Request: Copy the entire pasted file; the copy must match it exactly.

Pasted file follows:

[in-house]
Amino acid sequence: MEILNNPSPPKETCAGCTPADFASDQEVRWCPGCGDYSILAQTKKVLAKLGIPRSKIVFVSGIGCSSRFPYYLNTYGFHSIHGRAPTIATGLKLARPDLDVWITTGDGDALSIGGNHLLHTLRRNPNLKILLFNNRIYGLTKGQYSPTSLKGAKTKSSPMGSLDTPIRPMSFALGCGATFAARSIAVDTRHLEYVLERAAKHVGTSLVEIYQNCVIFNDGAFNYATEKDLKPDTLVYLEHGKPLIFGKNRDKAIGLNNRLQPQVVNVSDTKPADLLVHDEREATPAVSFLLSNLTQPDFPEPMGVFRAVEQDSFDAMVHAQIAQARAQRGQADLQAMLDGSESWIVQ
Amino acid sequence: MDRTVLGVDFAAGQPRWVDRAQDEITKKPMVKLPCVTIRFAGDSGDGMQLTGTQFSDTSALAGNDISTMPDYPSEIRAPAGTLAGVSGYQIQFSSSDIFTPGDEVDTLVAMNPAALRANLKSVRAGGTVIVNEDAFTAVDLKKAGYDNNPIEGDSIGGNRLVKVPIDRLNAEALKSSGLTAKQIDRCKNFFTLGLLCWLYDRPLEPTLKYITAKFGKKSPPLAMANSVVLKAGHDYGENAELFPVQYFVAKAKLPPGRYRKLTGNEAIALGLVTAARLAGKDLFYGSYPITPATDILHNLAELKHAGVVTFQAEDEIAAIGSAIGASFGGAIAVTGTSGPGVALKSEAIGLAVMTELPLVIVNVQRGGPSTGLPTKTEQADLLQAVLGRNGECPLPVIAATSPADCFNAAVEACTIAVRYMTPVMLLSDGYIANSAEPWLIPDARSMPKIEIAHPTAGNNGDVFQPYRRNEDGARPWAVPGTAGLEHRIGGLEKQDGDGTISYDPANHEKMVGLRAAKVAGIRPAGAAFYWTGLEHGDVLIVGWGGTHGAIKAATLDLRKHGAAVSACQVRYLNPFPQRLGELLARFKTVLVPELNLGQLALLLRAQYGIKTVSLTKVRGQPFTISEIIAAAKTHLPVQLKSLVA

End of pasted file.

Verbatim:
[in-house]
Amino acid sequence: MEILNNPSPPKETCAGCTPADFASDQEVRWCPGCGDYSILAQTKKVLAKLGIPRSKIVFVSGIGCSSRFPYYLNTYGFHSIHGRAPTIATGLKLARPDLDVWITTGDGDALSIGGNHLLHTLRRNPNLKILLFNNRIYGLTKGQYSPTSLKGAKTKSSPMGSLDTPIRPMSFALGCGATFAARSIAVDTRHLEYVLERAAKHVGTSLVEIYQNCVIFNDGAFNYATEKDLKPDTLVYLEHGKPLIFGKNRDKAIGLNNRLQPQVVNVSDTKPADLLVHDEREATPAVSFLLSNLTQPDFPEPMGVFRAVEQDSFDAMVHAQIAQARAQRGQADLQAMLDGSESWIVQ
Amino acid sequence: MDRTVLGVDFAAGQPRWVDRAQDEITKKPMVKLPCVTIRFAGDSGDGMQLTGTQFSDTSALAGNDISTMPDYPSEIRAPAGTLAGVSGYQIQFSSSDIFTPGDEVDTLVAMNPAALRANLKSVRAGGTVIVNEDAFTAVDLKKAGYDNNPIEGDSIGGNRLVKVPIDRLNAEALKSSGLTAKQIDRCKNFFTLGLLCWLYDRPLEPTLKYITAKFGKKSPPLAMANSVVLKAGHDYGENAELFPVQYFVAKAKLPPGRYRKLTGNEAIALGLVTAARLAGKDLFYGSYPITPATDILHNLAELKHAGVVTFQAEDEIAAIGSAIGASFGGAIAVTGTSGPGVALKSEAIGLAVMTELPLVIVNVQRGGPSTGLPTKTEQADLLQAVLGRNGECPLPVIAATSPADCFNAAVEACTIAVRYMTPVMLLSDGYIANSAEPWLIPDARSMPKIEIAHPTAGNNGDVFQPYRRNEDGARPWAVPGTAGLEHRIGGLEKQDGDGTISYDPANHEKMVGLRAAKVAGIRPAGAAFYWTGLEHGDVLIVGWGGTHGAIKAATLDLRKHGAAVSACQVRYLNPFPQRLGELLARFKTVLVPELNLGQLALLLRAQYGIKTVSLTKVRGQPFTISEIIAAAKTHLPVQLKSLVA